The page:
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Red Rust September

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Album Review

Officially the band's fifth full vinyl release, Rust Red September finds the group further moving away from the brusquer hooks of its earliest days to a calmer reflectiveness. If anything, the duo also achieved a light, airy pop feeling with this album, slotting it alongside more successful sounds from the U.K. in the mid-'80s without actually breaking through or, on a happier thought, pandering to achieve such success. This newer approach comes courtesy of Bates' singing voice, here sweetly overdubbed at many points with butter-melting-in-mouth effect — indeed, such is the purity he reaches here it almost sounds like he should be in a Scandinavian jangle pop act! "New Risen," the single from the album, balances both a catchy melody and a curious, unexpected keyboard/rhythm arrangement — the closest parallel might be to the similarly not-quite-straightforward work of the Associates, if on a generally calmer level. The elegant arrangements he and Becker create truly, completely shimmer with a strange, sparkling power, light without ever sounding either airily new age or anything remote easy listening. Consider Bates' simple but effective electric guitar work on "Pearl and Pale," which had to have been an influence on any number of later acts on the Projekt record label, heartbreaking chimes, and atmospherics while avoiding simply turning on the effects pedals. Becker's abilities with rhythm work serve the duo quite well — what initially seems like an intriguing-enough off-time drum pattern on "Leaves Are Dancing" takes a further subtle turn with the introduction of another percussion line on the chorus, steering away from 4/4 into differing realms. His many other understated touches throughout — the accordion wails on "No Perfect Stranger," the beautiful synth backing on "Bright Play of Eyes" — help further the beauty of this striking album. The CD reissue of Rust Red September contains some excellent bonuses for the appreciative fan. Three, "To Steven," "Sun-Like-Gold," and "To Elizabeth S.," originally from the Myths. Instructions. I compilation on Sub Rosa, are rougher, murkier instrumentals with an appropriately shady appeal. The remaining three are the B-sides from the Sun Bursts In EP that followed the album, resulting in a near comprehensive picture of the band's work at that time.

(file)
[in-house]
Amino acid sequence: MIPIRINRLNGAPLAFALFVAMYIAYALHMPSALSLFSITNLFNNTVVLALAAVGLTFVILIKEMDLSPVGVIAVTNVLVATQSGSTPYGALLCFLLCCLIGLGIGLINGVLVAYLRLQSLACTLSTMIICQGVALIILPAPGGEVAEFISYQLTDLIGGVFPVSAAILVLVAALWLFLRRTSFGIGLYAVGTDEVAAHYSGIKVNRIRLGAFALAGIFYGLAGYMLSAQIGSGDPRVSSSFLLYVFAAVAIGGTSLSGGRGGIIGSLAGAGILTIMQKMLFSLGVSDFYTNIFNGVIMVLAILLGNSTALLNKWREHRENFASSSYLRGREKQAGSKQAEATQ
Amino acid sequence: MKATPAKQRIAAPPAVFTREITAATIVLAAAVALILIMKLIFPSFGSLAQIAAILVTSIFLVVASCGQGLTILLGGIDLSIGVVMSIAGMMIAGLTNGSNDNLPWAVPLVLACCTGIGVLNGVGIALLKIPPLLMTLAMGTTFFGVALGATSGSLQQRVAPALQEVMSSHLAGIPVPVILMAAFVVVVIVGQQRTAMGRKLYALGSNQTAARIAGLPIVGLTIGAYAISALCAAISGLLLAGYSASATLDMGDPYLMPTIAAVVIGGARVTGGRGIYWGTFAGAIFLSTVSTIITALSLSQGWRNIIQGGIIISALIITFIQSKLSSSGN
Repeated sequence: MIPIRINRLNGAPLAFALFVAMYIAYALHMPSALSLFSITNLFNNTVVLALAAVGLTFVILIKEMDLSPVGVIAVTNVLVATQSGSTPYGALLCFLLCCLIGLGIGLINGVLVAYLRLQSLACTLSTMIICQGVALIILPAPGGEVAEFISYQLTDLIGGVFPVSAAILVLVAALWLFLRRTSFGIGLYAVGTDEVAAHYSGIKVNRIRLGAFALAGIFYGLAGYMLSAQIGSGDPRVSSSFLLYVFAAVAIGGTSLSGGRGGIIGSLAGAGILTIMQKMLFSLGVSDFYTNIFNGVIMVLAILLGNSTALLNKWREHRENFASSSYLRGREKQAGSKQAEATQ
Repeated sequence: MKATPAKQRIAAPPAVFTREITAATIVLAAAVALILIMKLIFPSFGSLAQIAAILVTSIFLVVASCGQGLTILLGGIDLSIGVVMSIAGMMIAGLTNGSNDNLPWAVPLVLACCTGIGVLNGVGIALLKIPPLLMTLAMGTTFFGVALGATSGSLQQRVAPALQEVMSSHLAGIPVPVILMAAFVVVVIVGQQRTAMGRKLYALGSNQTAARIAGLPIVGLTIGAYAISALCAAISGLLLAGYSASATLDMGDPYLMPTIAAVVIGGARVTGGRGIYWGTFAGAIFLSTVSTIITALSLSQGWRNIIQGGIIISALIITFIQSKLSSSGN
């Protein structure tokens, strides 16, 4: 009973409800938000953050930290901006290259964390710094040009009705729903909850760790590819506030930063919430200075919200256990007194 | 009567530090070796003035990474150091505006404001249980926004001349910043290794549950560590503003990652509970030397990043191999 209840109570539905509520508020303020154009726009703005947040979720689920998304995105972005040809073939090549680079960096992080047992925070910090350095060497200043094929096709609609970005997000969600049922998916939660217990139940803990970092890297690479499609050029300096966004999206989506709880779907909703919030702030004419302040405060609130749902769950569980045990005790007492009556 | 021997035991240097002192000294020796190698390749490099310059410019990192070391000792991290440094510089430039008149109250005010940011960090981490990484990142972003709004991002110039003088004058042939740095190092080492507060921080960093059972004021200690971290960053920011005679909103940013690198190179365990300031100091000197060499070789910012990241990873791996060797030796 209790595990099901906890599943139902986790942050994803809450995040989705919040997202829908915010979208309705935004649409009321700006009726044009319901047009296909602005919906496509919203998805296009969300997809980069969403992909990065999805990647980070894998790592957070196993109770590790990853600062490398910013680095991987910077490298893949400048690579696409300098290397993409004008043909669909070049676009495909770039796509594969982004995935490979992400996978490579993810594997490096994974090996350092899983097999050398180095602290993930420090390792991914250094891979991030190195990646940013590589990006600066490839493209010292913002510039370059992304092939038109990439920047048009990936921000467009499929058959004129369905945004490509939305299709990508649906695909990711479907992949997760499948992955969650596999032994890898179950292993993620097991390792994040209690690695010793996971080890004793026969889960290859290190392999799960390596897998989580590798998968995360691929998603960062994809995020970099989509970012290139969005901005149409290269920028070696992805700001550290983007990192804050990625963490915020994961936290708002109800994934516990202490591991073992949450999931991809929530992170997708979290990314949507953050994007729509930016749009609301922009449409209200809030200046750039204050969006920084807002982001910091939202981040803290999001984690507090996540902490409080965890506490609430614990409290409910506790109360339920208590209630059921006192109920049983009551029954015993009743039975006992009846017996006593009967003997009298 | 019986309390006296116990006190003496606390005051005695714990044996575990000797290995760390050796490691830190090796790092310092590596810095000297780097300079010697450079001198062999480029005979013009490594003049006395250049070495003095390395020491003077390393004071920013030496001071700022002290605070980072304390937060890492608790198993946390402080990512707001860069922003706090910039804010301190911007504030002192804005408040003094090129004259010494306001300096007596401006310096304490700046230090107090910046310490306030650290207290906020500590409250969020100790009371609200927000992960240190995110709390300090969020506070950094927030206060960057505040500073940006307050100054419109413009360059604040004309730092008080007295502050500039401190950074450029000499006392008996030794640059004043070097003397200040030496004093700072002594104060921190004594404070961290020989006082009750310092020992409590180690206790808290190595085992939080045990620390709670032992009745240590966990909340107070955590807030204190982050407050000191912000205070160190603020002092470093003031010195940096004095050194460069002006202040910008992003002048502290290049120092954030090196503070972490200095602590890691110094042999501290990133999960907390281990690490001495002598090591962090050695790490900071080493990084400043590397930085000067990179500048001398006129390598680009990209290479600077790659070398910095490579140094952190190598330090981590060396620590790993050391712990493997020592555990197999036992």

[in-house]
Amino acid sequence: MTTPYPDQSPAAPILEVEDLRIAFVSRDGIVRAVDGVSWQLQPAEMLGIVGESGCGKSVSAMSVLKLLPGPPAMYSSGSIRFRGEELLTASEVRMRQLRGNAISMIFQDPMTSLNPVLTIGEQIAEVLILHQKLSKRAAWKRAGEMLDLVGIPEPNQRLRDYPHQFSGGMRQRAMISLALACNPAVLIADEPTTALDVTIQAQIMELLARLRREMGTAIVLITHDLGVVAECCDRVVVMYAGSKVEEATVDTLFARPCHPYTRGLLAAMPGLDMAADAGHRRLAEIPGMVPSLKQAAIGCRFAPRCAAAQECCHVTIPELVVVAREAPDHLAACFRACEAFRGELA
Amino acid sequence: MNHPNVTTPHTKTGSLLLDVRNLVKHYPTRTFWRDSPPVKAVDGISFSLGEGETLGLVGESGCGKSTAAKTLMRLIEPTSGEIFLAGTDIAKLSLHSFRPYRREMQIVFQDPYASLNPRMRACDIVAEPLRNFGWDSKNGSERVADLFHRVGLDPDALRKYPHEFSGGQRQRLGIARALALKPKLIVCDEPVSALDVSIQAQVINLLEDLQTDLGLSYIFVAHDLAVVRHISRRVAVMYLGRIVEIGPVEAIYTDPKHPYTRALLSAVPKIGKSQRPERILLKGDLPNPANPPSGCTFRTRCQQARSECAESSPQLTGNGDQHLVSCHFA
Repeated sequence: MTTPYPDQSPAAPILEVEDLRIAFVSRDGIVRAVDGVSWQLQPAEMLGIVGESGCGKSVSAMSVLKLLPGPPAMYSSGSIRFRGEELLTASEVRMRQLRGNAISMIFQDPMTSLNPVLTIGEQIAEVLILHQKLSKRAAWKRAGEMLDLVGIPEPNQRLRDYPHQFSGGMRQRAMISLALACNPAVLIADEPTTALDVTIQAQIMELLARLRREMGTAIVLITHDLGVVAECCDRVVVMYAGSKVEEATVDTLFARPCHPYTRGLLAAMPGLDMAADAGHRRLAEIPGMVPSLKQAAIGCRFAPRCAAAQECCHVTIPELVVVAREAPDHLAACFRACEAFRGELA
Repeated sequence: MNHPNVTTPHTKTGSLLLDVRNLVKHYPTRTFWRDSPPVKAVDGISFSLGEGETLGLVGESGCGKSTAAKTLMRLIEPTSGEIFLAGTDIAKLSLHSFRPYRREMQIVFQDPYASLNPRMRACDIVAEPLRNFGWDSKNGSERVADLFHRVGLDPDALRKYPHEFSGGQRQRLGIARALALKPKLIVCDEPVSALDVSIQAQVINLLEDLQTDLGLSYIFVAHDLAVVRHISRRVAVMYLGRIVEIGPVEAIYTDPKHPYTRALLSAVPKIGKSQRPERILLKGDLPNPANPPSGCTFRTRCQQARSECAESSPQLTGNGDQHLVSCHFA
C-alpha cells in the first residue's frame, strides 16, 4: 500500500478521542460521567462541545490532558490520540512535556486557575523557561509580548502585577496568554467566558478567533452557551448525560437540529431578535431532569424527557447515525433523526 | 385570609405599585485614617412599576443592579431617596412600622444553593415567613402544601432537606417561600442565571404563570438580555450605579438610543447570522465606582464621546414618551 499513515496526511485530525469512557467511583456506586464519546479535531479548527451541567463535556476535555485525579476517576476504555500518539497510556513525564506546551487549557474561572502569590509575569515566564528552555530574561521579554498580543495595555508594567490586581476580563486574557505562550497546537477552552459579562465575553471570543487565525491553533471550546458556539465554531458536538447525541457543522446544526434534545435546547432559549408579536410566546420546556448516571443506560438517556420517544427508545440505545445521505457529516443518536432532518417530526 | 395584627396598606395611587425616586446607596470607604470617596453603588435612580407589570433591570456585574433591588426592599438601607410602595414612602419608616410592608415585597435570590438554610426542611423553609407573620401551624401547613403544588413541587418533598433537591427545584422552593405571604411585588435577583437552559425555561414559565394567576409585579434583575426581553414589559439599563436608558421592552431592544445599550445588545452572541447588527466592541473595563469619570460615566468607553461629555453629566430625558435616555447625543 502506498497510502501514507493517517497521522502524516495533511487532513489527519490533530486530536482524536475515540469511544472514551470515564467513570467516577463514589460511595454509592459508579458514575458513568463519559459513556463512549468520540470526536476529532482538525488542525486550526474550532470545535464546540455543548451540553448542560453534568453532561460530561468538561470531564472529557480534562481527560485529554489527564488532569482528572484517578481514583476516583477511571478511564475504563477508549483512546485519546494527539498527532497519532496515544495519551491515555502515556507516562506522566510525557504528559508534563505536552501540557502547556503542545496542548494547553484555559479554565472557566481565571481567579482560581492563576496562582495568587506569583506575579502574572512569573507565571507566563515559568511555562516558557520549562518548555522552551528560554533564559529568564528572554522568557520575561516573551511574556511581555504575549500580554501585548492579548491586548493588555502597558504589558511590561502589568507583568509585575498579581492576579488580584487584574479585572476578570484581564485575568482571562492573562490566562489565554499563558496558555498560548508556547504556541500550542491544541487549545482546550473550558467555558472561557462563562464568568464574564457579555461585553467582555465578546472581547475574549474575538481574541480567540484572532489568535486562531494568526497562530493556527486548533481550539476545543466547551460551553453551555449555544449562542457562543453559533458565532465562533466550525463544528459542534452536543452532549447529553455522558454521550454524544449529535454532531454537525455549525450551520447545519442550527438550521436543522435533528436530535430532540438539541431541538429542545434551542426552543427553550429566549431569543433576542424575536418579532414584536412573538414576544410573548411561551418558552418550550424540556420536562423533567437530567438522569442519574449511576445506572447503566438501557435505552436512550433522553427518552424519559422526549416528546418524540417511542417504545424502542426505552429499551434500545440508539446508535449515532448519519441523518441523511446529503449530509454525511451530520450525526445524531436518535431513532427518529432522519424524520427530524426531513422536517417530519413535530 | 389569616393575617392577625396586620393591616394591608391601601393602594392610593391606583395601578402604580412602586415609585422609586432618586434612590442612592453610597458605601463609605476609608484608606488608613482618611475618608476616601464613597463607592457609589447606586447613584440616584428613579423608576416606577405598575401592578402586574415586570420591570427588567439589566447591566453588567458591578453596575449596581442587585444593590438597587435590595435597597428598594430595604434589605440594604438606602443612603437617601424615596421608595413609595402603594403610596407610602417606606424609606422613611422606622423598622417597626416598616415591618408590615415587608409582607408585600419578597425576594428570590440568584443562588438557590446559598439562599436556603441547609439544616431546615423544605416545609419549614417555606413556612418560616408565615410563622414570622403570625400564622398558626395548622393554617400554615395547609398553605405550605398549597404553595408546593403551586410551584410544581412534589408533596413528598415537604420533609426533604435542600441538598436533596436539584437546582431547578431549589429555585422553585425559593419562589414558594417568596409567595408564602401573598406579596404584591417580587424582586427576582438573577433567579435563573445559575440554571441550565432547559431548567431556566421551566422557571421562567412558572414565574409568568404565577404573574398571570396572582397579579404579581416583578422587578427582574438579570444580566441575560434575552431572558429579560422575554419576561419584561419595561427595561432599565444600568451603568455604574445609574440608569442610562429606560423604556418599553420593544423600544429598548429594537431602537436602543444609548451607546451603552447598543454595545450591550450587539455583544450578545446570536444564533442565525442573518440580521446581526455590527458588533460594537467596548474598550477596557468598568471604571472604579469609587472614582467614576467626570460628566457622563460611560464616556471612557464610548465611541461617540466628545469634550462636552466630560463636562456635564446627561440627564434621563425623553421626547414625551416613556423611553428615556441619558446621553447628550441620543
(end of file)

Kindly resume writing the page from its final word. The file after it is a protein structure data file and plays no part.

Formed: 1980

Genre: Rock

Years Active: '80s

Specializing in alternative pop/rock, post-punk, and art rock, the experimental British duo Eyeless in Gaza have enjoyed an enthusiastic cult following since the early 1980s. The music of Eyeless in Gaza has tended to be moody, quirky and atmospheric, drawing on influences that have ranged from Brian Eno, Pink Floyd and Pere Ubu to Roxy Music, David Bowie (especially Bowie's Low/ Heroes/Lodger period of the late 1970s) and the seminal Kraftwerk. Eyeless in Gaza experimented with electronics from...
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Red Rust September, Eyeless In Gaza
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